[1] Before someone chimes in about warning shots, the one into the ground wasn’t a warning shot. It was a shot that went off as Hancock was drawing his gun, because Hancock was rattled.

[2] At least for the purpose of qualified immunity it didn’t believe Hancock, noting that a witness stated that Hancock exited the vehicle with his weapon drawn.

4 Comments on this post.

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  • Chris Seaton
    14 March 2017 at 1:25 pm - Reply

    I’m without words on the sheer fact PoliceOne commenters aren’t jumping for joy over a shoot.

  • Anon
    14 March 2017 at 2:29 pm - Reply

    “He thinks we need to scrap our current model of police training….”
    Yes, but I can’t think of a worse analogy than Crossfit (including it’s many lawsuits and pointless injuries). Shooters plus Crossfit = https://youtu.be/jOg25HlBNiU

    Also, if that were a warning shot, there’s no way he wouldn’t have been fired. Either way, he’s lucky he didn’t hit the truck driver.

  • Soft Cops, Hard Cops | Simple Justice
    14 March 2017 at 6:00 pm - Reply

    […] Fault Lines, Greg Prickett wrote that even the cops at PoliceOne weren’t […]

  • Mephistophocles
    14 March 2017 at 6:41 pm - Reply

    One way to judge a shoot, IMHO, is whether or not a citizen in a “gun-friendly” state would likely be convicted of a crime and/or sued for taking the same action. Hardly a legal standard, but it’s an interesting intellectual exercise at least. In this case, if anyone other than a cop had done that, their life would probably be over.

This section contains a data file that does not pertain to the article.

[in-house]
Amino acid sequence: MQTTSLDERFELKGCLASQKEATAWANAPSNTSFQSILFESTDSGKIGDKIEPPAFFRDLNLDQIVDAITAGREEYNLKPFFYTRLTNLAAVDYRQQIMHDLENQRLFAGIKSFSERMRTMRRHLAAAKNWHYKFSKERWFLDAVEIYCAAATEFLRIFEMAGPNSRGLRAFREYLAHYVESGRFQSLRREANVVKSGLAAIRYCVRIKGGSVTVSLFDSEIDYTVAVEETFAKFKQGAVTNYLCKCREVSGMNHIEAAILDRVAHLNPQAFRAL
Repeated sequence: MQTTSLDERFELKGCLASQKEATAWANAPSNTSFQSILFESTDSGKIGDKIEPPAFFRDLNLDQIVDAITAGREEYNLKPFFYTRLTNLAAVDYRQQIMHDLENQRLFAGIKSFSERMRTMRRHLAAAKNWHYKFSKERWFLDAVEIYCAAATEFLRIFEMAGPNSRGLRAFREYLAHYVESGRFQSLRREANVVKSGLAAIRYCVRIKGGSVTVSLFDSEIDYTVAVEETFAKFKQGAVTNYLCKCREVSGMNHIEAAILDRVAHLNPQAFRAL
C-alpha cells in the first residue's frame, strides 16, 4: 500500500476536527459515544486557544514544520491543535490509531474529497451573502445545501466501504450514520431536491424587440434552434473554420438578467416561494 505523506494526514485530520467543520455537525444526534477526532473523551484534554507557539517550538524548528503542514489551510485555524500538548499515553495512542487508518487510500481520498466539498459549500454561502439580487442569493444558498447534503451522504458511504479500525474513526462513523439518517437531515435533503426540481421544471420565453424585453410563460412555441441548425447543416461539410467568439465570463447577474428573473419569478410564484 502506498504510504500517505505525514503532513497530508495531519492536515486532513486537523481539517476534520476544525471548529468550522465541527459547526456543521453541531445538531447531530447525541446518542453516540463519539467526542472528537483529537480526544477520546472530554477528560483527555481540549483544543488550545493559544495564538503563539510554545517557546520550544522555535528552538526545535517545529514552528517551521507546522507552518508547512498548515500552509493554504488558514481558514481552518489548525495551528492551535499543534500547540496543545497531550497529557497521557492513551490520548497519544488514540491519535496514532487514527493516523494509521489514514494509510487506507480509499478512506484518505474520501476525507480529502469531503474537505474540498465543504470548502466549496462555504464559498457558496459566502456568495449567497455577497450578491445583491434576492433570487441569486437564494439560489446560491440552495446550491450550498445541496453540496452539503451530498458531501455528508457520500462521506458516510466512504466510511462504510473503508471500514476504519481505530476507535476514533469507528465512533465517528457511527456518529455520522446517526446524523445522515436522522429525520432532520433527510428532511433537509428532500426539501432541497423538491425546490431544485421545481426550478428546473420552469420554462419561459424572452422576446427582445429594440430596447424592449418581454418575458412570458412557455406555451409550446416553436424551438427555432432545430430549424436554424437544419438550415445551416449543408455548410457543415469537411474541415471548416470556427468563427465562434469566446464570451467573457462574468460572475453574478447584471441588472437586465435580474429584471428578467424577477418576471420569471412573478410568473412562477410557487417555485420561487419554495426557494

I work with (good) cops every day. The reactions of the guys on PoliceOne to this aren’t unusual for good cops, not remotely. Every one of the guys i work with just shake their head in disgust when this kind of thing happens. It makes their job way more difficult than it already is, because good law-abiding citizens see videos like this and start to think all cops are monsters.

    The only training this guy got was how to stuff his gut into a 52-inch waistline. He’s in pathetic physical condition and his mind is weaker than his trigger discipline, and yet he’s on night patrol – solo, no less. Shame on the idiot(s) who let this fatass on the force. He’ll ruin a lot more lives (assuming some gangbanger doesn’t take advantage of his lack of basic ability and kill him) now that not only his bosses, but judges are too stupid and/or cowardly to at least put him behind a desk.